A milestone merger capping a banner year of M&A activity, the Dow Chemicals-DuPont deal—if it happens—has many analysts speculating on the possible structure of the combined company and its impact on the global stage.
If the deal goes through, the smart money is on a breakup of the company into two or three businesses to allay regulatory concerns, especially on the agro-sciences side. "DuPont and Dow, which have market capitalizations of about $58.4 billion and $59 billion respectively, have in recent months confirmed they were weighing options for their agricultural-chemicals businesses, both of which supply genetically modified seeds," writes BloombergNews. "There's been widespread speculation about potential deals in that industry, as lower crop prices curb farmer spending."
The combined company could split into material sciences, such as plastics used in packaging and car engines, specialty products and agrochemicals, sources told Reuters. Cost synergies could reach $3 billion, CNBC reported. Analyst Eric Linser of Avant-Garde Advisors, quoted by Reuters, likened it to "Pepsi and Coca-Cola merging, then splitting into syrup, bottling, and snacks & sundry businesses."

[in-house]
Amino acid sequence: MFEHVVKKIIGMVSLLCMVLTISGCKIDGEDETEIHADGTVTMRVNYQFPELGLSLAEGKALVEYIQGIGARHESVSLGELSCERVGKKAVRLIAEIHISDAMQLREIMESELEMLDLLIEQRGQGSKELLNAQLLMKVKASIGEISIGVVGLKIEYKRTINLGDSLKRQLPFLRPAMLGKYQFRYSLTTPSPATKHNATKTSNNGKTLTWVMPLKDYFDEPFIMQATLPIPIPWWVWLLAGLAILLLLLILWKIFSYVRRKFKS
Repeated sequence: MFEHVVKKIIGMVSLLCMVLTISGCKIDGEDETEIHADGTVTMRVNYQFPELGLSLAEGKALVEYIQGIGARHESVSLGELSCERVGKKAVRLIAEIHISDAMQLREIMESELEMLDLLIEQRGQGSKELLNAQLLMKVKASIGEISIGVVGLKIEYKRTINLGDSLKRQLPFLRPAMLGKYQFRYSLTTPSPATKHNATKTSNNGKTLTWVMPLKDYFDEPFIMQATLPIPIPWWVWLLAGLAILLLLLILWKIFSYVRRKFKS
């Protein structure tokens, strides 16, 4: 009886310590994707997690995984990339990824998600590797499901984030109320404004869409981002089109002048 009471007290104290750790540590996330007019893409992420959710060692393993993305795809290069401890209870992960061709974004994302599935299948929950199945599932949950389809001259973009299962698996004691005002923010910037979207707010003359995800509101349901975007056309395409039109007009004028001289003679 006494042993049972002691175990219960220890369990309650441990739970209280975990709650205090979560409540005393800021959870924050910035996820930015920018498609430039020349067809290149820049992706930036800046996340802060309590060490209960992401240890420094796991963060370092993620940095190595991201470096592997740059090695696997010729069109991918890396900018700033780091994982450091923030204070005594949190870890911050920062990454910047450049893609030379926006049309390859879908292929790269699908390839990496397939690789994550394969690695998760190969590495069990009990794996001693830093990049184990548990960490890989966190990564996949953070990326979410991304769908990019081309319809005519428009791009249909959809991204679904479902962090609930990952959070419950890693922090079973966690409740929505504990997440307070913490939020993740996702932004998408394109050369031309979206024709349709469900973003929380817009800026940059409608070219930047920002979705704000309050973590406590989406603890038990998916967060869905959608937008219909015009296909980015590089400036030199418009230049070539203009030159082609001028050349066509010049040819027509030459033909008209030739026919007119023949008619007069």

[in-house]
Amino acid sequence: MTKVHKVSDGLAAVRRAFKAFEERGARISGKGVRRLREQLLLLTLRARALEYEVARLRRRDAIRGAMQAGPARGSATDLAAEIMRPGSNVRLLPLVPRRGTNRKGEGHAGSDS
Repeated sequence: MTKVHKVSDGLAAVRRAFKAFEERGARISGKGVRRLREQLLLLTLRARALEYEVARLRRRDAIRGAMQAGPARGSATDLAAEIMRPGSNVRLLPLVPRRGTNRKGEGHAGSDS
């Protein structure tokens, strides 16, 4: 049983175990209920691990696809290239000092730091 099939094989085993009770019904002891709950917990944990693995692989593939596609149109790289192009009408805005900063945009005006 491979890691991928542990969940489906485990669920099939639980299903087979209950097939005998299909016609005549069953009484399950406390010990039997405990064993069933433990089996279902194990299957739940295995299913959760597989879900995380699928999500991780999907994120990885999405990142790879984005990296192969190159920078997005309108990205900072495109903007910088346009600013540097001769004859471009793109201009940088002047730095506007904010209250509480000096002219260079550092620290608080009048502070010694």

Among the potential merger's far-reaching implications are a European chemicals scramble, according to BloombergBusiness. For one thing, it may prompt Monsanto to re-approach Syngenta AG. It fended off a $46 billion bid from Monsanto earlier this year, but the prospect of a Dow-DuPont merger changes everything.
As for other assets that a combined company would have to sell off, BloombergBusiness, quoting analyst Martin Schreiber, notes that Swiss specialty chemical maker Clariant could make a strategic asset swap with its plastics and coatings business. It adds that Clariant is separating out the pigments and plastic resins business starting in January.
Several commentators have noted that, while Dow and DuPont have many similarities, there are also some gaping differences, notably in R&D spend. DuPont pumps 30% of sales revenue into R&D, says Jason Miner on a BloombergNews video report, while Dow's percentage is one-third of that. "DuPont will bring innovation to this [deal] and bolt it on to some great engines of high-volume commodities," predicts Miner.
Predictions and speculation are all we have to go on right now, of course. But that could all change, as could the entire global chemicals industry landscape, within a matter of days.